Heat- and Cold Waves
A Heat wave starts when the maximum temperature is above its ninety-percentile threshold and the minimum temperature is above its ninety-percentile threshold. The wave will be registered if it lasts more than 2 days within a period of 4 consecutive days or longer.
A Cold wave starts when the minimum temperature is below the ten-percentile threshold and the maximum temperature is below its ten-percentile threshold.
The thresholds are computed for the period of 1981 to 2010. A threshold for a particular day is determined on the minimum or maximum temperatures of the day itself and 5 days before and after the day. This results in 330 samples for each threshold.
If a heat wave reaches a temperature above 39.9 degrees Celsius an additional alert is registered as a health risk. For cold waves this alarm is given if the temperature descends below -19.9 degrees Celsius.
The temperatures are interpolated using measured weather station data of around 4000 stations in Europe and its surrounding area. The interpolation is done using an inverse distance algorithm considering up to 20 stations with a maximum search distance of 200 kilometers along the sphere.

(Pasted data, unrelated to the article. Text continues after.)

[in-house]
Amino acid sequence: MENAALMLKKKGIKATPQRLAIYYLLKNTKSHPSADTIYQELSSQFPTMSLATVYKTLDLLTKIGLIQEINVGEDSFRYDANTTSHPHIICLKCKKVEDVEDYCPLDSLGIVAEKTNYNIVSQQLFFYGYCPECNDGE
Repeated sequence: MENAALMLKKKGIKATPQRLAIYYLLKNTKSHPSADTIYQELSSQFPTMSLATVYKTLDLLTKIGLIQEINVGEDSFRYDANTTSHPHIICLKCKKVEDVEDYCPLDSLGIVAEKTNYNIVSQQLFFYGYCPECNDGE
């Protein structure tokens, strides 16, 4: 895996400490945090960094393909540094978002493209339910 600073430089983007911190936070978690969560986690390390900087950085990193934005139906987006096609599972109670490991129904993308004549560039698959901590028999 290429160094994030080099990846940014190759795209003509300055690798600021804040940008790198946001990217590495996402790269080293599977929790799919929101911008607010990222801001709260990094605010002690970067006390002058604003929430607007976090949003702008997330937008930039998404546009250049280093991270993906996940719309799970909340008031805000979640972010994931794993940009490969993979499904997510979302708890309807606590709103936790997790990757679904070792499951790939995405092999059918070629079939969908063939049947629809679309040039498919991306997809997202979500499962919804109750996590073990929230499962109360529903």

The temperature is corrected before interpolation for altitude using a factor 0.0065 degrees per meter.
The area of interest is determined in decimal degrees and starts in the Canary Islands up to Cape Kinnaroden, the most northerly point of Norway. From west to east it stretches from the Azores up to Baku in Azerbaijan. The interpolation resolution is a quarter of a decimal degree.
In the period 1992 to 1997 we have a lack of data around the Northern Baltic Sea.
Data in the Middle East, Libya, Western Iceland, Madeira and the Azores are often not sufficient enough to create a reliable interpolation of historical data, in such cases the heat or cold waves will not be determined.